This arrest occurred even though the intent of the software program was to enable the software programmers to view the content of the DVDs they had purchased. The argument, on behalf of the DVDCCA and MPAA, is that the software developed independently by the programmers not only enabled viewing DVD content, but also enabled the ability to reproduce that content. Realistically, however, any program for which source code is available that enables an individual to enjoy a performance protected by copy control measures also enables individuals to make copies of those performances. The United States has made the mistake of confusing the potential that a tool has for being used in an unethical manner with the intent an individual has to act in an unethical manner. Canada must not make this same mistake; we must certainly act against those who act, or demonstrate the intent to act, in an unlawful manner; but we must not punish those who act, and intend to act, only in a manner in accordance with the ethical principles of fair dealing in other media.

Prohibiting individuals from creating or sharing these programs would significantly and detrimentally affect the culture of Canadians and international citizens who engage in the collective development of non-commercial applications and operating systems. The copyright stakeholders cited in the CPCDI appear to be arguing not only for the right to determine who is entitled to view a performance, but also to acquire the right to determine what technology can be used to view the performance--in effect, they are arguing that they should be granted the right to profit both by the content they distribute and by the means by which that content can be viewed.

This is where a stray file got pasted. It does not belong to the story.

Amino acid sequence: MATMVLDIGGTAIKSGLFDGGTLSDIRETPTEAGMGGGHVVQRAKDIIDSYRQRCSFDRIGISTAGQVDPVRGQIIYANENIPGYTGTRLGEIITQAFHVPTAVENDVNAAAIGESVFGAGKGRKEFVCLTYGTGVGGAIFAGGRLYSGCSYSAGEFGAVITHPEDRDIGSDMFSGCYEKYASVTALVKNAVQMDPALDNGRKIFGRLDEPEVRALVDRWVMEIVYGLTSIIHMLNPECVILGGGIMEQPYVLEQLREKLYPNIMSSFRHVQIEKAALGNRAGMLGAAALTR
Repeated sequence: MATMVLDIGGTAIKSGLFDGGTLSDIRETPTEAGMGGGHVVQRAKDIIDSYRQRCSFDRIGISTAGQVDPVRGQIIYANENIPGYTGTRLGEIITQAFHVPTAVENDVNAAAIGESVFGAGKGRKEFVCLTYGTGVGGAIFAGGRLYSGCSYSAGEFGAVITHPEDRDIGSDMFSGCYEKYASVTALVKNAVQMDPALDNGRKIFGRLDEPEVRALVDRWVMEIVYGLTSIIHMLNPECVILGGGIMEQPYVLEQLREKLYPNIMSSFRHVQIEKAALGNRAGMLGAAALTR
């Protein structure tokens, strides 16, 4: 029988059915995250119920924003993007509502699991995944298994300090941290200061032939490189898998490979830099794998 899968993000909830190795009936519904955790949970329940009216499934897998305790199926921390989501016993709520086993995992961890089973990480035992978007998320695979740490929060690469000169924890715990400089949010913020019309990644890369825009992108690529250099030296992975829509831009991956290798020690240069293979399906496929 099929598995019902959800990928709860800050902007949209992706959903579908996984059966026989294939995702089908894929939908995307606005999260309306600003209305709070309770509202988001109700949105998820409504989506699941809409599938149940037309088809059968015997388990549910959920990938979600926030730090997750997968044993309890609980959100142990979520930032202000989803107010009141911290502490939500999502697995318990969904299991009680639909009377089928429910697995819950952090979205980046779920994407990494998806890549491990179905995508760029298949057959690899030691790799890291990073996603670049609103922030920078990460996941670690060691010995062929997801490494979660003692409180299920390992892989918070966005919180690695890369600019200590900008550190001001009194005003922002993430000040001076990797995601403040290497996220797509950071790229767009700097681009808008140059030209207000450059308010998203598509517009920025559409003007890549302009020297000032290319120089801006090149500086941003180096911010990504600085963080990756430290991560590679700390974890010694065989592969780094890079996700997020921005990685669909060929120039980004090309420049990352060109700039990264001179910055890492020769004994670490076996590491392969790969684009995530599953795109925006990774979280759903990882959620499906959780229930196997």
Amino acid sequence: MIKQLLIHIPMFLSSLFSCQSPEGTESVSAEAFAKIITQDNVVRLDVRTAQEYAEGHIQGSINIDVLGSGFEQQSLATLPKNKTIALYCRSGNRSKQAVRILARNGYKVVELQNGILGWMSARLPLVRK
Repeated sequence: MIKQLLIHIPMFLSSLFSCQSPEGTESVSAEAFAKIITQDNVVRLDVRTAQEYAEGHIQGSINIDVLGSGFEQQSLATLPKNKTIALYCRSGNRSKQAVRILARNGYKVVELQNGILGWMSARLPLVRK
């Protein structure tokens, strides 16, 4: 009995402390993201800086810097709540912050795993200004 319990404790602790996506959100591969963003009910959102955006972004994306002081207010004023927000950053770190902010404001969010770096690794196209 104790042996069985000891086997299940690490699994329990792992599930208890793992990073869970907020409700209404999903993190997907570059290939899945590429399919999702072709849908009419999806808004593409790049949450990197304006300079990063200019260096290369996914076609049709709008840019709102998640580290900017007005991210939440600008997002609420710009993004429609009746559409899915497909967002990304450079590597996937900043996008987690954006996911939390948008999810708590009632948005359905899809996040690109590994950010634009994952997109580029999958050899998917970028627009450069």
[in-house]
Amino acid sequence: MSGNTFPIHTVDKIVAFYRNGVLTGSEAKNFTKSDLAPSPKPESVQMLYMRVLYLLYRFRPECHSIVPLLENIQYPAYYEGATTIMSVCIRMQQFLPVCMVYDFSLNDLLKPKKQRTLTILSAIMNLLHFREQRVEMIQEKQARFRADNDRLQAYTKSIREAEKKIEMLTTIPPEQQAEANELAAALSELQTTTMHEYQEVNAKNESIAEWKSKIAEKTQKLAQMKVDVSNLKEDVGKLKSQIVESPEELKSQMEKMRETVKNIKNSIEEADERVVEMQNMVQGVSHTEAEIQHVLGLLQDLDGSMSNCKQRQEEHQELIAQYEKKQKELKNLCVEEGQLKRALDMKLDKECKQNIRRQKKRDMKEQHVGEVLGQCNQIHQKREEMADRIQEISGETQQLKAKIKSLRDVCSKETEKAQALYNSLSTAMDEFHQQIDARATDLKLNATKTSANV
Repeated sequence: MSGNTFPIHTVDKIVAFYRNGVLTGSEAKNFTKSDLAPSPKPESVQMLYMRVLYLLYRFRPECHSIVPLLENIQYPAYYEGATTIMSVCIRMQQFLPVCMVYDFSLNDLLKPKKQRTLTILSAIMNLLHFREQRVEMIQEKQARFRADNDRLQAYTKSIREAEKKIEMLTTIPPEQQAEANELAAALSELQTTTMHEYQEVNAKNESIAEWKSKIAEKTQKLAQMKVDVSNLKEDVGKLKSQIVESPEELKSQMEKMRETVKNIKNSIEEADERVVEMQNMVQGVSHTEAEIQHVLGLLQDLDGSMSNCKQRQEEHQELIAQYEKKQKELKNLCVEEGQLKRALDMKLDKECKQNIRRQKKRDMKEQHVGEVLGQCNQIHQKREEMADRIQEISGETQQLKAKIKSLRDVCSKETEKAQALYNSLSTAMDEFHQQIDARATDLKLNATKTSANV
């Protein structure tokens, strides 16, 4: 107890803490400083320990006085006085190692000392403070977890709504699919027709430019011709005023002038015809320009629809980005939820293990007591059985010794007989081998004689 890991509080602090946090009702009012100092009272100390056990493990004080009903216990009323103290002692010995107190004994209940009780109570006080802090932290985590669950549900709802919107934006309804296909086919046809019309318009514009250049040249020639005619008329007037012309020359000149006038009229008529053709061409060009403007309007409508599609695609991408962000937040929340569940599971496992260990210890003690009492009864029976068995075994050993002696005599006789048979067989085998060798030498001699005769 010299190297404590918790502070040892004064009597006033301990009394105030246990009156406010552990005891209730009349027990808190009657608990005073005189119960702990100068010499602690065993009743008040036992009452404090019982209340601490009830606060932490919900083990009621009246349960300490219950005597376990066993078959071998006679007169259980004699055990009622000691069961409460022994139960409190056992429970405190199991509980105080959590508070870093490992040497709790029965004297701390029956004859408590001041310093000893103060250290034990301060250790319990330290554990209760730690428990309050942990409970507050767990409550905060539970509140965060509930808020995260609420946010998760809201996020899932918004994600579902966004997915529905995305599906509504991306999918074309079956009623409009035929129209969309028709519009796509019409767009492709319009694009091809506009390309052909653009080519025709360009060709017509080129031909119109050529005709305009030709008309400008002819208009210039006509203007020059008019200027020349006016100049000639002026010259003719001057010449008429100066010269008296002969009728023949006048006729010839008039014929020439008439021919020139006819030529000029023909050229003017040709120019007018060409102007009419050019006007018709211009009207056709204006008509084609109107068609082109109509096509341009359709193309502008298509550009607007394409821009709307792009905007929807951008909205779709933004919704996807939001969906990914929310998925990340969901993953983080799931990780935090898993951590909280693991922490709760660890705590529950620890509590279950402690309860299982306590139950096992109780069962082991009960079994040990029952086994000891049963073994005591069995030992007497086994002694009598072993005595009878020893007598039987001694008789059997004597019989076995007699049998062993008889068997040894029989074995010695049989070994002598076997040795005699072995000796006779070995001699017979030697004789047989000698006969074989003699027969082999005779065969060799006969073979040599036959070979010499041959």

As a professional software engineer, my livelihood depends upon the honesty of others to pay for licenses for the software which I help to develop and document. I feel obliged to point out that the effect of the proposed prohibitions on technology circumvention is to remove the traditional emphasis on prosecuting individuals based on the intent of their actions, and to place the emphasis on the actions which are potentially enabled as a result of their actions.

This is not the right direction to take our Copyright Act. We must protect the principle of fair dealing with copyright works. As the owner of a distributed performance, I should have the right to view that performance using the technology of my choice.

These prohibitions would also hamper innovation. The adoption rate of new technology in the Internet has been largely influenced by the existence of open standards and the level playing field of competition enabled by those standards. Offering protection to copyright owners of these prohibitions against circumvention of copyright technology effectively gives copyright owners the means of closing those standards and preventing competition. As a software developer, I should have the right to develop and distribute a technology that enables others to view their own legally acquired copies of a distributed performance, without being forced to license technology from a consortium that can arbitrarily decide who can license the viewing technology and under which terms.

Dan Scott